WikiLeaks founder Julian Assange cannot be extradited to the United States, a judge at the Old Bailey has ruled.
District Judge Vanessa Baraitser said at the Old Bailey on Monday that, due to the real risk of suicide, the 49-year-old should not be extradited by "reason of mental health".
Assange, who sat in the dock of Court 2 in a blue suit and wearing a green face mask below his nose, closed his eyes as the judge read out her ruling.
The 49-year-old faces an 18-count indictment, alleging a plot to hack computers and a conspiracy to obtain and disclose national defence information.
He is not expected to be freed from high-security Belmarsh Prison immediately as the US government are likely to appeal, but he can make a fresh application for bail.
The case follows WikiLeaks’s publication of hundreds of thousands of leaked documents in 2010 and 2011 relating to the Afghanistan and Iraq wars, as well as diplomatic cables.
Prosecutors claim Assange helped US defence analyst Chelsea Manning breach the Espionage Act by obtaining material, was complicit in hacking by others, and published classified information that put the lives of US informants in danger.
Assange denies plotting with Manning to crack an encrypted password on US Department of Defense computers and says there is no evidence anyone’s safety was put at risk.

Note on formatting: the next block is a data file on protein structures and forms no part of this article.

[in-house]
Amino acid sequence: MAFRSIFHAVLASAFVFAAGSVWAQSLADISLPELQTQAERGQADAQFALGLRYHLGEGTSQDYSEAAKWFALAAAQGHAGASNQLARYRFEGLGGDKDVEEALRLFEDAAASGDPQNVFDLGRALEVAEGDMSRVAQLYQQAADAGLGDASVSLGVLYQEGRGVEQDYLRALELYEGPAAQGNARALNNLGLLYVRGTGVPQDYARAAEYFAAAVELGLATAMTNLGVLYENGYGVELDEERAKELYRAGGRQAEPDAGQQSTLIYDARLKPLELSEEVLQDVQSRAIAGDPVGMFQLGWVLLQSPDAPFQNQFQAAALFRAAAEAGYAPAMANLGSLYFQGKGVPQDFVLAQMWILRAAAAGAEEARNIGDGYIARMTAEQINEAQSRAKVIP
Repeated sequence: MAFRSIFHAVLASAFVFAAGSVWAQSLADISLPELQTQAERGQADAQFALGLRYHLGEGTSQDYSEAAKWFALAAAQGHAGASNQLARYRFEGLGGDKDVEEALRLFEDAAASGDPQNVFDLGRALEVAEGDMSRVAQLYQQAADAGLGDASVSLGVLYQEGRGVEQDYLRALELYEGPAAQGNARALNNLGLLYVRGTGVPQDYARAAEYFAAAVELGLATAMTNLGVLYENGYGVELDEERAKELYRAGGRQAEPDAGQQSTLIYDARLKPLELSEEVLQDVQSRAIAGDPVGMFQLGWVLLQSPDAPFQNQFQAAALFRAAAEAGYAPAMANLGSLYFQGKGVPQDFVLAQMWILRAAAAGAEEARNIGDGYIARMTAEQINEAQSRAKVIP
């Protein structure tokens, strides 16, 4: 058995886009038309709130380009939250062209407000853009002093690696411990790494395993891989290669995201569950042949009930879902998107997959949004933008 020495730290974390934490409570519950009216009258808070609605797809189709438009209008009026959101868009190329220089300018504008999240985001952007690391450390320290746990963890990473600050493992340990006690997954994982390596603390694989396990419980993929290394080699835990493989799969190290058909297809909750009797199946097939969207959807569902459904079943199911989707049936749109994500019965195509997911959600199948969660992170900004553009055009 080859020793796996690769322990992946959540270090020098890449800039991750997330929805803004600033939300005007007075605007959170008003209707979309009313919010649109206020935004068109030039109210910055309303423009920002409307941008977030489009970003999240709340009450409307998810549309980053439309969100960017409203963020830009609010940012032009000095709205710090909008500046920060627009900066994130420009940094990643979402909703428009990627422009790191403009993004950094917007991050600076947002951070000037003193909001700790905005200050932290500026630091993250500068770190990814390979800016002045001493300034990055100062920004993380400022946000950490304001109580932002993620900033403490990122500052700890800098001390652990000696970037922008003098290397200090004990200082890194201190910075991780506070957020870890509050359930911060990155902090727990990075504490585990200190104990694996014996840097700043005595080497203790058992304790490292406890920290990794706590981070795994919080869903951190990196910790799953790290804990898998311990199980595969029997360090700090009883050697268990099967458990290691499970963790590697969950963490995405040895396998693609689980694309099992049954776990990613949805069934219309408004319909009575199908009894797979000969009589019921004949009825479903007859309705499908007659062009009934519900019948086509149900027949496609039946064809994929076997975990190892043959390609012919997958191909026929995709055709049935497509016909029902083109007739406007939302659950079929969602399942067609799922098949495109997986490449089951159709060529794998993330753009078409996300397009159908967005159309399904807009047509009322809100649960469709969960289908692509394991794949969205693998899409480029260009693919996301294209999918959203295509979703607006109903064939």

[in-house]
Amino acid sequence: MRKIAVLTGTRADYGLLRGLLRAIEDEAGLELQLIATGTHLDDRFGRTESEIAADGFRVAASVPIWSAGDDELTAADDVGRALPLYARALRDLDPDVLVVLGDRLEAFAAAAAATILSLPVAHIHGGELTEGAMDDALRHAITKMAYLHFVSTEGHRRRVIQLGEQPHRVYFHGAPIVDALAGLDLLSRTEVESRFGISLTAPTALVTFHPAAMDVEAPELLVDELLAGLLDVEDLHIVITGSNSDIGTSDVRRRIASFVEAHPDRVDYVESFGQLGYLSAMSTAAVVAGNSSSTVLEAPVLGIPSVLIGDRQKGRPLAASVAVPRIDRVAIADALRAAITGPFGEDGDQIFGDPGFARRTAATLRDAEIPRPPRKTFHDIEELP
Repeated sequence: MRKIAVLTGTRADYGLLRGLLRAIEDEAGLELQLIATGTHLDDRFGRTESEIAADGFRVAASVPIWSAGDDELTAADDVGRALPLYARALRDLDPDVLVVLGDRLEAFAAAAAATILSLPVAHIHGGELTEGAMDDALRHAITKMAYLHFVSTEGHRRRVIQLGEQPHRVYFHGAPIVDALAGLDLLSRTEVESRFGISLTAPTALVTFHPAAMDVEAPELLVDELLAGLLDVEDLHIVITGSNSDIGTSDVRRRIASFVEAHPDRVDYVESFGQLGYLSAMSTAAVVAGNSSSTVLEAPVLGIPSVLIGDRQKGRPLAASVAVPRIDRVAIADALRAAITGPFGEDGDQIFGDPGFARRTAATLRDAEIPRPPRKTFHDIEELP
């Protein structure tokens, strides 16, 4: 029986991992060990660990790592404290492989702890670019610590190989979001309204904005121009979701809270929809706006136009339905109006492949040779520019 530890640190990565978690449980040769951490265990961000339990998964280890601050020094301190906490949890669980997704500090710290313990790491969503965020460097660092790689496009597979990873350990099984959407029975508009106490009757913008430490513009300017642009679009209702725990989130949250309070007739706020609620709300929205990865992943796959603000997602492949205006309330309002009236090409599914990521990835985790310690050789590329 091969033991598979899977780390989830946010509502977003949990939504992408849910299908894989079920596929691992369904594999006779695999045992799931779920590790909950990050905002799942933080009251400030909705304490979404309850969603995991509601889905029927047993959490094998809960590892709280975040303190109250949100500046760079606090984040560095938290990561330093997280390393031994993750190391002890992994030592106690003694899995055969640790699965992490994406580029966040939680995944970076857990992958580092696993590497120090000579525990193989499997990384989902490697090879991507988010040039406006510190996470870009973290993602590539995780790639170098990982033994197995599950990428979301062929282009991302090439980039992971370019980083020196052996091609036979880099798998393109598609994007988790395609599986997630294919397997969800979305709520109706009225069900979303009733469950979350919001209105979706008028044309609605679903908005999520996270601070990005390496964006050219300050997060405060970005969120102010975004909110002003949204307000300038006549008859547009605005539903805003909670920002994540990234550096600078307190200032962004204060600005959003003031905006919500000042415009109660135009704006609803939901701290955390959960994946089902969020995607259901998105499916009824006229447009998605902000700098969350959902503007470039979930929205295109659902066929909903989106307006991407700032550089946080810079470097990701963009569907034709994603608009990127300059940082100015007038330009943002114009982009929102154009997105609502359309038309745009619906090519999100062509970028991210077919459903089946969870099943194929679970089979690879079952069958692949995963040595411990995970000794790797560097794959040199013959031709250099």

Assange’s lawyers have said he faces up to 175 years in jail if convicted, although the US government said the sentence was more likely to be between four and six years.
Kristinn Hrafnsson, WikiLeaks editor-in-chief, said: "The mere fact that this case has made it to court let alone gone on this long is an historic, large-scale attack on freedom of speech.
"The US Government should listen to the groundswell of support coming from the mainstream media editorials, NGOs around the world such as Amnesty and Reporters Without Borders and the United Nations who are all calling for these charges to be dropped.
"This is a fight that affects each and every person’s right to know and is being fought collectively."
However, the judge rejected the defence arguments of freedom of speech and that the prosecution was politically motivated in her ruling.
She said: "If the allegations are proved then the agreement with Ms Manning and other groups of computer hackers took him outside any role of investigative journalism.
"He was acting to further the overall objective of WikiLeaks to obtain protected information by hacking, if necessary."
Assange has been held in high security Belmarsh prison since he was carried out of the Ecuadorian embassy in London by police before being arrested for breaching his bail conditions in April 2019.
He had entered the building in 2012 after exhausting all legal avenues to avoid extradition to Sweden to face sex offence allegations, which he has always denied and were eventually dropped.
Assange’s legal team claimed the prosecution under Mr Trump’s administration was politically motivated after an investigation launched during Barack Obama’s presidency failed to bring charges.
During his 2016 election campaign against Hillary Clinton, Mr Trump said "I love WikiLeaks" after the website published Russia-hacked Democratic National Committee (DNC) emails.
Assange’s extradition hearing was told he was offered a pardon in August 2017, allegedly on behalf of the US president, in exchange for identifying the source of the emails.
The Old Bailey heard evidence Assange has been diagnosed with Asperger’s syndrome and psychiatrists for the defence said he suffers from severe depression and is a high suicide risk.
A bail hearing is expected shortly.